Compromise Reached on High School Site
Rolling Hills and the Palos Verdes Peninsula school board have reached a compromise on establishing a continuation high school on the outskirts of the exclusive community, thus averting a new round of costly legal battles.
Under terms of the deal, which awaits final approval after technical details are worked out, the city agrees not to pursue a lawsuit aimed at blocking a move of the Rancho del Mar school into the closed La Cresta Elementary School on Crest Road just outside the city’s gates.
The city also will use its zoning authority to help the district sell the La Cresta site to a developer at the highest possible price--an important concession for the financially strapped school system.
In return, the district agrees not to keep the continuation school at La Cresta for more than two years--a feature that apparently satisfies residents of Rolling Hills. Some residents had opposed having in their city a continuation school that would provide the special educational services needed by students who work, are pregnant or have had other difficulties at a regular high school.
No Permanent Home
Lost in the trade-offs was La Cresta’s designation as a “permanent home” for Rancho del Mar--a determination that the outgoing school board reached only a month ago after an extensive environmental study that, along with related legal moves, cost the district about $200,000.
School officials declined to speculate on where Rancho del Mar might eventually wind up, saying the district would cross that bridge when it comes to it. However, if the quest for a permanent home is renewed by the new school board selected by voters in the Nov. 5 elections, it will presumably cover alternative sites considered in the environmental study.
The main alternatives were relocating to the closed Margate Intermediate School in Palos Verdes Estates, setting up portable buildings on a soccer field below the Rolling Hills High School in Rolling Hills Estates, and leaving the continuation students where they are now--in “temporary” quarters on the high school campus.
“When the time comes, the board will have to study all of its available options” in choosing Rancho del Mar’s permanent home, said board President Martin S. Dodell.
He said the flexibility of the agreement leaves open the possibility that the school might stay at La Cresta longer than two years, if the two sides agree to an extension.
“The agreement gives us a breathing period in which the fears of the Rolling Hills community may be allayed,” Dodell said. “Rancho del Mar will be on test, so people can be sure we will be doing our very best to prove that we can be a good neighbor.”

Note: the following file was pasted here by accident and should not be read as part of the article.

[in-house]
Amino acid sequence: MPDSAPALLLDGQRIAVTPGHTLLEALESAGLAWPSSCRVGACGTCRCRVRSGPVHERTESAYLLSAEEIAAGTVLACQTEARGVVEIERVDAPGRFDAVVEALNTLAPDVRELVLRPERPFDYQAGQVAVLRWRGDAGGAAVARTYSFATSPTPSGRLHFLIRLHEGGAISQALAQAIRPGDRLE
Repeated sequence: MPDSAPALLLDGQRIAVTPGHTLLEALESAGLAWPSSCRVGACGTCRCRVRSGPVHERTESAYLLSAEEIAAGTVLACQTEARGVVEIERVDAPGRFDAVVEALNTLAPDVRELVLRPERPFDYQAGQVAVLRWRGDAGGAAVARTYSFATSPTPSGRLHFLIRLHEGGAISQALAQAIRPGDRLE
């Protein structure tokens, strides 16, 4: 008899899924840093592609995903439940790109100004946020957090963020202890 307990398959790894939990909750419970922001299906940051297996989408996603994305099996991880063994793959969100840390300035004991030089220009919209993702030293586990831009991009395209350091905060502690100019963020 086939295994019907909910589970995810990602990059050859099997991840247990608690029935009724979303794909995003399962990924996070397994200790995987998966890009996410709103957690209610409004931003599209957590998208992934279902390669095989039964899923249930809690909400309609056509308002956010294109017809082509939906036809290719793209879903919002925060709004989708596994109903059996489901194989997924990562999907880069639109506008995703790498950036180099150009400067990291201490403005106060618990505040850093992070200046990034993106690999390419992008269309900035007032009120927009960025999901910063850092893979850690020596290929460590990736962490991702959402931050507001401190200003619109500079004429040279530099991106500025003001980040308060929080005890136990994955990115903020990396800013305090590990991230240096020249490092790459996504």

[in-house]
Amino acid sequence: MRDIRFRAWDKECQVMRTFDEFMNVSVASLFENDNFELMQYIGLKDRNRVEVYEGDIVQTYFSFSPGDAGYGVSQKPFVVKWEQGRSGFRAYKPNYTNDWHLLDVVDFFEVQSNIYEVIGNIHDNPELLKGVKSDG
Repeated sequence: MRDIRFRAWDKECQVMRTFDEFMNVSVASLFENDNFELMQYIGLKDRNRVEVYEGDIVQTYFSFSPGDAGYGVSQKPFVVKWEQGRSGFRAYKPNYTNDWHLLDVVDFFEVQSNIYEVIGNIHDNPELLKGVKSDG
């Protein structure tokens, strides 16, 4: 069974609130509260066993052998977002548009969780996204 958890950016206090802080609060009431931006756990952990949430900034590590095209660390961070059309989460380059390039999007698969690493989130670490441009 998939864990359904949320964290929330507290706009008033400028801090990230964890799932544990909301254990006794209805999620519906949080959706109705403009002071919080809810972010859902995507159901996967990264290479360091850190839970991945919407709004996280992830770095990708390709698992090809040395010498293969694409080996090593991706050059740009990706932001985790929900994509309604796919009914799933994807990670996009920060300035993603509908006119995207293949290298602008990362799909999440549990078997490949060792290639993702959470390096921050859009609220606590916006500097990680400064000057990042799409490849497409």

He suggested that Margate may be eliminated as a possible future site for Rancho del Mar if the district is successful in obtaining long-term leases on that property.
Rolling Hills Mayor Pro Tem Godfrey Pernell said the agreement this week “was as much as we could hope for in the circumstances. Both sides got part of what they wanted and I think the feeling now is to work together, instead of standing in each other’s way.”
First Effort Blocked
Last year, Rolling Hills persuaded a judge to block the district’s first effort to establish its continuation school at La Cresta on the grounds that a required environmental impact study had not been properly prepared. Otherwise, the judge said, the district had the right to override local zoning ordinances that restrict changes in the educational use of school property.
School officials hastily set up makeshift quarters for the continuation school on the Rolling Hills campus, then began a painstaking effort to draft a legally correct environmental study. After reviewing the alternatives in a series of hearings, the trustees zeroed in again on La Cresta.
From the school board’s standpoint, the clincher in the compromise with Rolling Hills was the city’s offer to upgrade the zoning of the 31-acre La Cresta site to enhance its market value. Efforts in the past to dispose of the property have been frustrated in part by uncertainties over the city’s willingness to rezone the land to suit a residential developer.
An appraisal in July placed the market value of the property at $1.8 million--only a fraction of what district officials believe the land will bring if it is given favorable zoning.
District spokeswoman Nancy Mahr said $5 million was the figure “tossed out” as La Cresta’s potential value when the district last considered selling the land to help relieve its financial problems.
She said the district also will have to find a new location for the warehouse and maintenance facilities now at La Cresta.
Rancho del Mar Principal Kelly Johnson said the move to La Cresta will be made during the semester break at the end of January at a maximum cost of $6,000. Up to 150 students will attend classes there, he said.
To help make Rancho del Mar a more attractive neighbor, he said, particular attention will be paid to such factors as traffic, parking, fencing and restrictions on smoking.
“The kids have earned the right” to a campus of their own, Johnson said. “I have no problem with using the next two years as a testing period, because I know what these youngsters can do when given a chance.”